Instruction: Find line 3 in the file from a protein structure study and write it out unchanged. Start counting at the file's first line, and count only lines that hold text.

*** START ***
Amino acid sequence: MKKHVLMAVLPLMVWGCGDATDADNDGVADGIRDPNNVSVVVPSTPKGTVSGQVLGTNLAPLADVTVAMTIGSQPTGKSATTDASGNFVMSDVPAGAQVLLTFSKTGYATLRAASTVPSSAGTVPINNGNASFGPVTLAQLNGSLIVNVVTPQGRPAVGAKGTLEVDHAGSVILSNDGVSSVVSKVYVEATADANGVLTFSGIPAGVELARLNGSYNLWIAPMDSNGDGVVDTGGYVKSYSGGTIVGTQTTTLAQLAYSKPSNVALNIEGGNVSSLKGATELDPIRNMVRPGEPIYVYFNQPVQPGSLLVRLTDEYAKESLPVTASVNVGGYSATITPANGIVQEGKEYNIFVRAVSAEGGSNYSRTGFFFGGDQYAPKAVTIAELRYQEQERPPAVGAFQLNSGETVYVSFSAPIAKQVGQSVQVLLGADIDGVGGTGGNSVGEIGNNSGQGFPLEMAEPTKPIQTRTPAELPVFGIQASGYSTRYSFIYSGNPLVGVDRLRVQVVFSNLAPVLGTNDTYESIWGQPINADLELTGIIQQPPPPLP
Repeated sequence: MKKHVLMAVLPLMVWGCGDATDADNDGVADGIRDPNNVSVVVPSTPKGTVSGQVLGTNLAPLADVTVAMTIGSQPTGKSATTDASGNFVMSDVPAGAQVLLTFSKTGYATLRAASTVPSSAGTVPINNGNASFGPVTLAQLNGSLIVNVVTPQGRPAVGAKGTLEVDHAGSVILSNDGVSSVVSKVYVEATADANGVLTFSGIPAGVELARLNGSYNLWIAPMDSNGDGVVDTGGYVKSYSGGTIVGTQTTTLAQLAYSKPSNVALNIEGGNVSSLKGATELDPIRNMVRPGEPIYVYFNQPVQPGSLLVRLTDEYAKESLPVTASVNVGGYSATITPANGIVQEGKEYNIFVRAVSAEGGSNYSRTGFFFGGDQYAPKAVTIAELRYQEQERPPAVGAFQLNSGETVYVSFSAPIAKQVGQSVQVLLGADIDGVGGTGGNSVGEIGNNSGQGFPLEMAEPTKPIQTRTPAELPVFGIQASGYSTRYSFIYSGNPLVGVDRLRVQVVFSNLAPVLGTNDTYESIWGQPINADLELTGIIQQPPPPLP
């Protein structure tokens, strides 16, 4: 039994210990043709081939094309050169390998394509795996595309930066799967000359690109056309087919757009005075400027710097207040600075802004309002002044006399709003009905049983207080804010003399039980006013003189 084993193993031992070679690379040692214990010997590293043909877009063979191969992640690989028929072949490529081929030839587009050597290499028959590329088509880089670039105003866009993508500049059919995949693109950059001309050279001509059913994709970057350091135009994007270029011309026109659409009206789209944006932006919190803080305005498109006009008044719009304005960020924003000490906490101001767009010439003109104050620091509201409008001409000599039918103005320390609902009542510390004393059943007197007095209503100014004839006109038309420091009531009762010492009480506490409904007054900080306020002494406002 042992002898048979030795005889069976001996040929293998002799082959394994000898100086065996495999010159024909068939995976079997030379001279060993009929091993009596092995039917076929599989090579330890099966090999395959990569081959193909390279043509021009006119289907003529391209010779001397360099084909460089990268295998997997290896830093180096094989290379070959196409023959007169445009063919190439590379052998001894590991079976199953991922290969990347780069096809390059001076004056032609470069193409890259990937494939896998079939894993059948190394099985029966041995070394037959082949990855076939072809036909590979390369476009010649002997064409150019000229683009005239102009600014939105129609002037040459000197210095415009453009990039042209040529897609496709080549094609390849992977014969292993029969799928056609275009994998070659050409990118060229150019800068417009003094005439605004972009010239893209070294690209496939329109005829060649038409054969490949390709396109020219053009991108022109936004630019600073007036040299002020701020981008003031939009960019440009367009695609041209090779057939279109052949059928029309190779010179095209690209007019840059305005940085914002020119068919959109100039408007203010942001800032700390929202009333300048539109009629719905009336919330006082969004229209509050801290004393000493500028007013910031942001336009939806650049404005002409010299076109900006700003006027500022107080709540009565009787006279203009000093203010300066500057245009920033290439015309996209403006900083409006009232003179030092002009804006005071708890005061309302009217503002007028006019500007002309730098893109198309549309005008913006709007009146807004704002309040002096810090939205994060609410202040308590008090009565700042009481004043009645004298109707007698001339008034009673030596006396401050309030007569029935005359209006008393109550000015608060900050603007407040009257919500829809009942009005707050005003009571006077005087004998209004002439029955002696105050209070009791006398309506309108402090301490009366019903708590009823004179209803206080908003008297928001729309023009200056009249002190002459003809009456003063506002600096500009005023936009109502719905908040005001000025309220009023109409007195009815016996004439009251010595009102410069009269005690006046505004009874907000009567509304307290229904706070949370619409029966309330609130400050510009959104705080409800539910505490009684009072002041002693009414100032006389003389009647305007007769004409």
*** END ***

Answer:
């Protein structure tokens, strides 16, 4: 039994210990043709081939094309050169390998394509795996595309930066799967000359690109056309087919757009005075400027710097207040600075802004309002002044006399709003009905049983207080804010003399039980006013003189 084993193993031992070679690379040692214990010997590293043909877009063979191969992640690989028929072949490529081929030839587009050597290499028959590329088509880089670039105003866009993508500049059919995949693109950059001309050279001509059913994709970057350091135009994007270029011309026109659409009206789209944006932006919190803080305005498109006009008044719009304005960020924003000490906490101001767009010439003109104050620091509201409008001409000599039918103005320390609902009542510390004393059943007197007095209503100014004839006109038309420091009531009762010492009480506490409904007054900080306020002494406002 042992002898048979030795005889069976001996040929293998002799082959394994000898100086065996495999010159024909068939995976079997030379001279060993009929091993009596092995039917076929599989090579330890099966090999395959990569081959193909390279043509021009006119289907003529391209010779001397360099084909460089990268295998997997290896830093180096094989290379070959196409023959007169445009063919190439590379052998001894590991079976199953991922290969990347780069096809390059001076004056032609470069193409890259990937494939896998079939894993059948190394099985029966041995070394037959082949990855076939072809036909590979390369476009010649002997064409150019000229683009005239102009600014939105129609002037040459000197210095415009453009990039042209040529897609496709080549094609390849992977014969292993029969799928056609275009994998070659050409990118060229150019800068417009003094005439605004972009010239893209070294690209496939329109005829060649038409054969490949390709396109020219053009991108022109936004630019600073007036040299002020701020981008003031939009960019440009367009695609041209090779057939279109052949059928029309190779010179095209690209007019840059305005940085914002020119068919959109100039408007203010942001800032700390929202009333300048539109009629719905009336919330006082969004229209509050801290004393000493500028007013910031942001336009939806650049404005002409010299076109900006700003006027500022107080709540009565009787006279203009000093203010300066500057245009920033290439015309996209403006900083409006009232003179030092002009804006005071708890005061309302009217503002007028006019500007002309730098893109198309549309005008913006709007009146807004704002309040002096810090939205994060609410202040308590008090009565700042009481004043009645004298109707007698001339008034009673030596006396401050309030007569029935005359209006008393109550000015608060900050603007407040009257919500829809009942009005707050005003009571006077005087004998209004002439029955002696105050209070009791006398309506309108402090301490009366019903708590009823004179209803206080908003008297928001729309023009200056009249002190002459003809009456003063506002600096500009005023936009109502719905908040005001000025309220009023109409007195009815016996004439009251010595009102410069009269005690006046505004009874907000009567509304307290229904706070949370619409029966309330609130400050510009959104705080409800539910505490009684009072002041002693009414100032006389003389009647305007007769004409």